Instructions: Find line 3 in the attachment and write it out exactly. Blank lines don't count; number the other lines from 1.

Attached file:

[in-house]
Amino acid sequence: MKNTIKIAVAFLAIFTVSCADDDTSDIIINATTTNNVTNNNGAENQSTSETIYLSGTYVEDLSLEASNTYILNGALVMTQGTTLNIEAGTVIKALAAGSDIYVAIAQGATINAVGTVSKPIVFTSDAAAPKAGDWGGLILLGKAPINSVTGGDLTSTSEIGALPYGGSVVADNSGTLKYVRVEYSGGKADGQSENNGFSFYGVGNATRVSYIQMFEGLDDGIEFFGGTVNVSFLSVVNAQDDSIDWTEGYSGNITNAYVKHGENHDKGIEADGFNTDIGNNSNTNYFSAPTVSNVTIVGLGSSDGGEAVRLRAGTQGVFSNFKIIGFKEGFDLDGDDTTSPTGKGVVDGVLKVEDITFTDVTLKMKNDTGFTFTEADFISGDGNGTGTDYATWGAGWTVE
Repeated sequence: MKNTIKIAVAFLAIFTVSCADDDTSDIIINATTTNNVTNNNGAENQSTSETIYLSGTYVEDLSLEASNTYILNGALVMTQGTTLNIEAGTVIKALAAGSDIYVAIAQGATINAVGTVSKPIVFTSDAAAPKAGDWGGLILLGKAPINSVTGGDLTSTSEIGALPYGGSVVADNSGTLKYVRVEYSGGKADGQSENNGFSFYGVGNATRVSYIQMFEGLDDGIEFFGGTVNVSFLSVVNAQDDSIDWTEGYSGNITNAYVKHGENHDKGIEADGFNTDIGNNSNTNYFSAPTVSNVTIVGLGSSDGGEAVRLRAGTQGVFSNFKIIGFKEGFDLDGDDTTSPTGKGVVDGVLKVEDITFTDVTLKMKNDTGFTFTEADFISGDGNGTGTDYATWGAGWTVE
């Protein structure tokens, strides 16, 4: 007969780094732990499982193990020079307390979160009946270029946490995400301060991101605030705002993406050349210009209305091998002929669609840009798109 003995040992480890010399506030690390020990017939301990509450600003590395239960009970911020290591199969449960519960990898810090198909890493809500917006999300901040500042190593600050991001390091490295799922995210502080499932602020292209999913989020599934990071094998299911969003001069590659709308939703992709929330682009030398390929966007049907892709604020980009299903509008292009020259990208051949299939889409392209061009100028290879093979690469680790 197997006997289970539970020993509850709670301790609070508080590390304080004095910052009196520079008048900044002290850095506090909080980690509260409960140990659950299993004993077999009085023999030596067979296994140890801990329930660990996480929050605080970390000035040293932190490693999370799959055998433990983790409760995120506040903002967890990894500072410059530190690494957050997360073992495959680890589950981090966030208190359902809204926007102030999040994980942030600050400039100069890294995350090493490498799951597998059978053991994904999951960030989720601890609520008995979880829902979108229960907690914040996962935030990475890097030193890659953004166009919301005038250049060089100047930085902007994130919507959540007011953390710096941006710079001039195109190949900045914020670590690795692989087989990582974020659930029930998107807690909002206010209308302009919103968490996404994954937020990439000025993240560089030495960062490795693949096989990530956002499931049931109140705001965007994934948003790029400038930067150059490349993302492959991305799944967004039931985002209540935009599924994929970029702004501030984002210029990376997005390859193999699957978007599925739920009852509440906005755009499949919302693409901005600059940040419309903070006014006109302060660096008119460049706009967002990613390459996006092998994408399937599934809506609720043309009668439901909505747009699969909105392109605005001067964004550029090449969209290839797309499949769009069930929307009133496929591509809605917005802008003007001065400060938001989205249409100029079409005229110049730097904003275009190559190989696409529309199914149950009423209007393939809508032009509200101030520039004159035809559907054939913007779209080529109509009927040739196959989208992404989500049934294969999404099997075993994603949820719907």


Repeated sequence: MKNTIKIAVAFLAIFTVSCADDDTSDIIINATTTNNVTNNNGAENQSTSETIYLSGTYVEDLSLEASNTYILNGALVMTQGTTLNIEAGTVIKALAAGSDIYVAIAQGATINAVGTVSKPIVFTSDAAAPKAGDWGGLILLGKAPINSVTGGDLTSTSEIGALPYGGSVVADNSGTLKYVRVEYSGGKADGQSENNGFSFYGVGNATRVSYIQMFEGLDDGIEFFGGTVNVSFLSVVNAQDDSIDWTEGYSGNITNAYVKHGENHDKGIEADGFNTDIGNNSNTNYFSAPTVSNVTIVGLGSSDGGEAVRLRAGTQGVFSNFKIIGFKEGFDLDGDDTTSPTGKGVVDGVLKVEDITFTDVTLKMKNDTGFTFTEADFISGDGNGTGTDYATWGAGWTVE